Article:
From i-newsonline by Craig Bennett, head of Friends of the Earth LINK
The General Election starting pistol’s been fired and the coming weeks are set to be dominated by Brexit and issues like the NHS, education and our economic well-being.
Let’s not kid ourselves – it’s unlikely that most political parties will put the environment centre-stage in their campaigns. It will take hard work by concerned members of the public and green groups to focus their attention.
But our environment is crucially important for us all.
Air pollution puts strain on NHS
The reality is we’ll struggle to solve the crisis in our NHS while 40,000 people die prematurely every year thanks to the UK’s appalling air pollution. Children, with their developing lungs, are particularly impacted.
Our poorly-insulated, heat-leaking homes account for thousands more deaths annually too.
Our economy is continually burdened by the billions of pounds of subsidies tax-payers hand-over to support dirty fossil fuels and the nuclear industry.
And then there’s climate change. The alarm bells may be tolling, but were still failing to take serious action to deal with an issue that threatens catastrophic harm to both people and our economy.
Severe droughts lead to famine.
Just last month the World Meteorological Office said climate change in 2016 contributed to extreme weather events, including severe droughts that have brought hunger to millions of people in southern and eastern Africa and Central America.
It pointed out that Hurricane Matthew caused widespread suffering in Haiti as the first category 4 storm to make landfall since 1963. Heavy rains and floods affected eastern and southern Asia. Hundreds of people died and hundreds of thousands of people have been displaced due to these events.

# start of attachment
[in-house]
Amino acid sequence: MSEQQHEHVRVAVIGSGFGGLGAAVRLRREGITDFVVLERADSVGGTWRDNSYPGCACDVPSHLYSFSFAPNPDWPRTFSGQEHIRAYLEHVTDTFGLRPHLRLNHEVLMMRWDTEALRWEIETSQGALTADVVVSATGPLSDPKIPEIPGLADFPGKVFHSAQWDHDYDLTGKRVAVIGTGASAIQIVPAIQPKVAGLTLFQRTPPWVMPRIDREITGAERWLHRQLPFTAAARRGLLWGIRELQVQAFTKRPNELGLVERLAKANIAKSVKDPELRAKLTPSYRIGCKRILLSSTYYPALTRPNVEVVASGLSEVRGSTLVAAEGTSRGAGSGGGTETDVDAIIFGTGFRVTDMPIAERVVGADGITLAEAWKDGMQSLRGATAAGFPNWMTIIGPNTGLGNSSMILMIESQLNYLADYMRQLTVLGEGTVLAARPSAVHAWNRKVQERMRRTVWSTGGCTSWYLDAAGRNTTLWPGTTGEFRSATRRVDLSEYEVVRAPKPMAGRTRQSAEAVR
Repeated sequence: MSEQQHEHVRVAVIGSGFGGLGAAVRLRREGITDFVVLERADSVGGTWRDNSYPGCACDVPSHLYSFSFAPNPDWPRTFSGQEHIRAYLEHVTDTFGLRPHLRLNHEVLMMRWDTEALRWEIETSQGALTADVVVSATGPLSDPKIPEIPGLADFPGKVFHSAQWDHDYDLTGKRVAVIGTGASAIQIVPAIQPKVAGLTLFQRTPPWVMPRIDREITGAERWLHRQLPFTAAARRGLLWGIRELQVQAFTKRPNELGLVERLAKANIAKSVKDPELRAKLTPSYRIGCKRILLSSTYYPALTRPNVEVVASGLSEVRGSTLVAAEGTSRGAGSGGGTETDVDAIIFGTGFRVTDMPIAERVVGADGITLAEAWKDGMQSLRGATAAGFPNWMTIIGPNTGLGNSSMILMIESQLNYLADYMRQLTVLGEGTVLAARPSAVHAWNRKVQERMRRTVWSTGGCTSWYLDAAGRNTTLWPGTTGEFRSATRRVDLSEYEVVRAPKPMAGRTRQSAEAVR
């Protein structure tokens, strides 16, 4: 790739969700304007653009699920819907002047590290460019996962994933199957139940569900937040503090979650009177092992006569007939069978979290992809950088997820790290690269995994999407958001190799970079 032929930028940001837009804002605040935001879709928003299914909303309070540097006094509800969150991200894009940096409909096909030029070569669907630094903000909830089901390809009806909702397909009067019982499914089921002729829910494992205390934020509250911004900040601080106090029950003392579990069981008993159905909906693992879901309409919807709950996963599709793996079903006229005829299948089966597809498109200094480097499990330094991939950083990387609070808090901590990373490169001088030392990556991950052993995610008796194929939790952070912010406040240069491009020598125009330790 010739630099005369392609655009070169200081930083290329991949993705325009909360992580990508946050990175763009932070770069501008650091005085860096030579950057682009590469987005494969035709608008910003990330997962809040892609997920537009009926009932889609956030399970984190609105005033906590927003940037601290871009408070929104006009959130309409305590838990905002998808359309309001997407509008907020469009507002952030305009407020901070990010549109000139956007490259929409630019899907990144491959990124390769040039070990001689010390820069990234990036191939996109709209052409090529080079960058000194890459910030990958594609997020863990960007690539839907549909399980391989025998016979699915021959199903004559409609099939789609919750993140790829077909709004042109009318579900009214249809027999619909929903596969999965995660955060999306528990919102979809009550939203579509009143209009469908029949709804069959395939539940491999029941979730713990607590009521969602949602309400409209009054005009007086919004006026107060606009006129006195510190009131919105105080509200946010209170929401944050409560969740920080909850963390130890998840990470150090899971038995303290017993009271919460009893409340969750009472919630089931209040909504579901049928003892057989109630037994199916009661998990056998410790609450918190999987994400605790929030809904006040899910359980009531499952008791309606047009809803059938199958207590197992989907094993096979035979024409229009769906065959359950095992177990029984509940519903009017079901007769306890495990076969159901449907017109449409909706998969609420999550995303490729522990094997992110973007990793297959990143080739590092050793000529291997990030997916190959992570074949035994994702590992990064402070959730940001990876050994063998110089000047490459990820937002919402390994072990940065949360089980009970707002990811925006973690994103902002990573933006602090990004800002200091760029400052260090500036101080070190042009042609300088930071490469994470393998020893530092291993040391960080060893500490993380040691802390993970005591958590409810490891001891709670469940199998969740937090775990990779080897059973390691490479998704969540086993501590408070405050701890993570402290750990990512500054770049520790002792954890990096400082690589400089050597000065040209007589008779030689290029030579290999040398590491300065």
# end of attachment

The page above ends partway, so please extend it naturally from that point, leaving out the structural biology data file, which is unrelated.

Six months ago the Living Planet Index showed that global populations of fish, birds, mammals, amphibians and reptiles declined by 58 per cent between 1970 and 2012 and that the decline is continuing.
This decline in nature threatens the stability of the ecosystems that we rely on for fresh water, food and other so-called ecosystem services. In our own country our bee populations are declining due to factors such as pesticide-use and disappearing habitats.
Politicians must wake up to the fact that they can’t promise a better future for the UK without properly engaging on these environmental issues. They can’t promise a better future for today’s children and the next generation without committing to urgent local, national and international efforts to address biodiversity loss, climate change and air pollution.
British people want stronger regulations
The British public overwhelmingly want stronger environmental protections. An opinion poll we commissioned by YouGov last summer revealed:
· 83% said Britain should pass laws providing a higher or the same level of protection for wild areas and wildlife species than current EU laws. Only 4% want lower protection.· 81% want to keep an EU ban on neonicotinoid pesticides that have been found to pose a threat to bees – with only 5% saying it should end.· 57% said British farming subsidies should put either more or the same emphasis on environmental protection than the current EU subsidies do. Only 7% wanted less emphasis on protecting the environment.
The next six weeks are likely to set the direction of travel for the UK for at least the next five years.
Will the UK maintain the rules and regulations that protect our green and pleasant land and have enabled us to claim global leadership on shared environmental problems? Or will short-term profit win out?
Will our local, national and international environment get better, year on year, with cleaner air, less carbon pollution and more nature? Or will it start to decline?
During the General Election Campaign we must make sure our environment is not ignored. We need every prospective MP to engage with this issue and pledge that the UK will play its role in an urgent global efforts to ensure the next generation will enjoy an environment that’s getting better: a safer climate, flourishing nature, and healthy air, water and food. We can’t afford to let these issues be side-lined.